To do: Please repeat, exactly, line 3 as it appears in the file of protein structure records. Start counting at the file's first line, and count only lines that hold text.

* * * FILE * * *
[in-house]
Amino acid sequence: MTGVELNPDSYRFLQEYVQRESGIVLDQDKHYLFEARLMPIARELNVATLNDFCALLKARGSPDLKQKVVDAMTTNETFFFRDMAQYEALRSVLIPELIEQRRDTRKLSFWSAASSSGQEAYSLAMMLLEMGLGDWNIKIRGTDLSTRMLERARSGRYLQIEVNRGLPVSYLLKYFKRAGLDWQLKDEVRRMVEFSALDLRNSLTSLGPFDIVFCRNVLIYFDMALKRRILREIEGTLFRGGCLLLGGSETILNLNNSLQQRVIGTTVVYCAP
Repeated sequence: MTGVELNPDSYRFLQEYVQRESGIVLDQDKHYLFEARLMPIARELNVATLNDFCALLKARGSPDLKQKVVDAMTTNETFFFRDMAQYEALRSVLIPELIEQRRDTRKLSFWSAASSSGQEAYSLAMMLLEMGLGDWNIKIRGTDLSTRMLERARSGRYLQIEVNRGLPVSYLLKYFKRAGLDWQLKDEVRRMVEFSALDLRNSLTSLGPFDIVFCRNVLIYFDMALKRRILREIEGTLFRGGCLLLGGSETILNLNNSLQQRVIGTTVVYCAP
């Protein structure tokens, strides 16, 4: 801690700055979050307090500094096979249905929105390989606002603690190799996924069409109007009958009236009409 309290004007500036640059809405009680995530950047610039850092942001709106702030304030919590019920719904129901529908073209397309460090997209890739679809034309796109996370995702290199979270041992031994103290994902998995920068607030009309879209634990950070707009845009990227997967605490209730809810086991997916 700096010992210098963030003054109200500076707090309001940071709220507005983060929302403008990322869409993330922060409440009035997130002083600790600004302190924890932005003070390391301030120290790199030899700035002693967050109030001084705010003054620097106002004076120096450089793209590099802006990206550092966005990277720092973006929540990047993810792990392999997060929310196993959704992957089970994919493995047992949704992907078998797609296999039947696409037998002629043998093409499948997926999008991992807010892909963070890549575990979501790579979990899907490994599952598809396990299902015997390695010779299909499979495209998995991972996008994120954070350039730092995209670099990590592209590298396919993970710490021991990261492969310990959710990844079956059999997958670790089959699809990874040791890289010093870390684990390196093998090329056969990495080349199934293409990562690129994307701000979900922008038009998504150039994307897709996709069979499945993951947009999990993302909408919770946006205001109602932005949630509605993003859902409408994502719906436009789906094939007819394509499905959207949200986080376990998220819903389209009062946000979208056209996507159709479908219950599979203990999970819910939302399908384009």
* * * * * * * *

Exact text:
Repeated sequence: MTGVELNPDSYRFLQEYVQRESGIVLDQDKHYLFEARLMPIARELNVATLNDFCALLKARGSPDLKQKVVDAMTTNETFFFRDMAQYEALRSVLIPELIEQRRDTRKLSFWSAASSSGQEAYSLAMMLLEMGLGDWNIKIRGTDLSTRMLERARSGRYLQIEVNRGLPVSYLLKYFKRAGLDWQLKDEVRRMVEFSALDLRNSLTSLGPFDIVFCRNVLIYFDMALKRRILREIEGTLFRGGCLLLGGSETILNLNNSLQQRVIGTTVVYCAP